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Efficient solar cells are a step closer

Last Updated: Friday, June 20, 2014 - 22:21

Washington: The more light a solar panel`s active elements absorb, the more power it produces. So, researchers have now replaced a two-step process for producing black silicon - highly efficient materials that reflect almost no light - with one.

Black silicon lets maximum amount of sunlight reach a solar cell. It is simply silicon with a highly textured surface of nanoscale spikes or pores that are smaller than the wavelength of light.

The texture allows efficient collection of light from any angle - from sunrise to sunset.
Andrew Barron and Yen-Tien Lu from Rice University in the US replaced a two-step process that involved metal deposition and electroless chemical etching with a single step process that works at room temperature.

The chemical stew that made it possible was a mix of copper nitrate, phosphorous acid, hydrogen fluoride and water.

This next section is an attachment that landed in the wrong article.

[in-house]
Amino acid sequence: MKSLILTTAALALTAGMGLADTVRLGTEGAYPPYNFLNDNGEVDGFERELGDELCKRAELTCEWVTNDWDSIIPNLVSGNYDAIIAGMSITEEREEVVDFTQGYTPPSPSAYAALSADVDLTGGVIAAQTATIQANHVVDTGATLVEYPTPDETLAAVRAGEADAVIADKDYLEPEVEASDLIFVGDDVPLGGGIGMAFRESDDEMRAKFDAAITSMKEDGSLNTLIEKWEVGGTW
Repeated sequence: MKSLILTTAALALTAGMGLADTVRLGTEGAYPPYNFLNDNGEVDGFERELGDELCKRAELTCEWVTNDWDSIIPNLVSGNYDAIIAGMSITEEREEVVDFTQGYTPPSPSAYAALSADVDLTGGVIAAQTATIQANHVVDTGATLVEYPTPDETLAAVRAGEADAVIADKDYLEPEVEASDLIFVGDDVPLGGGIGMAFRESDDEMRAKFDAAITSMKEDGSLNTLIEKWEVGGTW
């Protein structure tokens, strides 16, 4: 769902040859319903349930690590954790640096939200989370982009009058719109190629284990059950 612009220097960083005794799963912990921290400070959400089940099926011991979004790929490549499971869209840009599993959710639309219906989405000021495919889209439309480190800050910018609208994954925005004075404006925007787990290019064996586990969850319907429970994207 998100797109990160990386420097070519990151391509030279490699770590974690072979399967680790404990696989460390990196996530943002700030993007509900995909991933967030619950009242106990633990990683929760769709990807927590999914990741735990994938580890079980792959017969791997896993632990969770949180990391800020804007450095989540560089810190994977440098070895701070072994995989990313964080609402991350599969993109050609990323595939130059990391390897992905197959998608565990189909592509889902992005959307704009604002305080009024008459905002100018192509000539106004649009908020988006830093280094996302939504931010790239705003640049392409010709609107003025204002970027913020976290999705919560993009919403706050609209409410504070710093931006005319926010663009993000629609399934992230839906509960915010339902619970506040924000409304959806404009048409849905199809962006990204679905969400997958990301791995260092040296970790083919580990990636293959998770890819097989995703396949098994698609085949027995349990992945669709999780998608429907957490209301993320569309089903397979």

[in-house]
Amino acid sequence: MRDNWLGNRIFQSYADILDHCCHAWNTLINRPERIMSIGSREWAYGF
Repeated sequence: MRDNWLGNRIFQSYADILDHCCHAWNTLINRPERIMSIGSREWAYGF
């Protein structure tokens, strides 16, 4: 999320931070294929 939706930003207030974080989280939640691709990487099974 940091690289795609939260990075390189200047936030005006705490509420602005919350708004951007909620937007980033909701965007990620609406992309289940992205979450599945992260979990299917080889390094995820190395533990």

When applied to a silicon wafer, the phosphorous acid reduces the copper ions to copper nanoparticles.
The nanoparticles attract electrons from the silicon wafer`s surface, oxidising it and allowing hydrogen fluoride to burn inverted pyramid-shaped nanopores into the silicon.

Fine-tuning the process resulted in a black silicon layer with pores as small as 590 nanometres (billionths of a metre) that let through more than 99 percent of light.

By comparison, a clean, un-etched silicon wafer reflects nearly 100 percent of light.

The findings appeared in Journal of Materials Chemistry.

First Published: Friday, June 20, 2014 - 22:21
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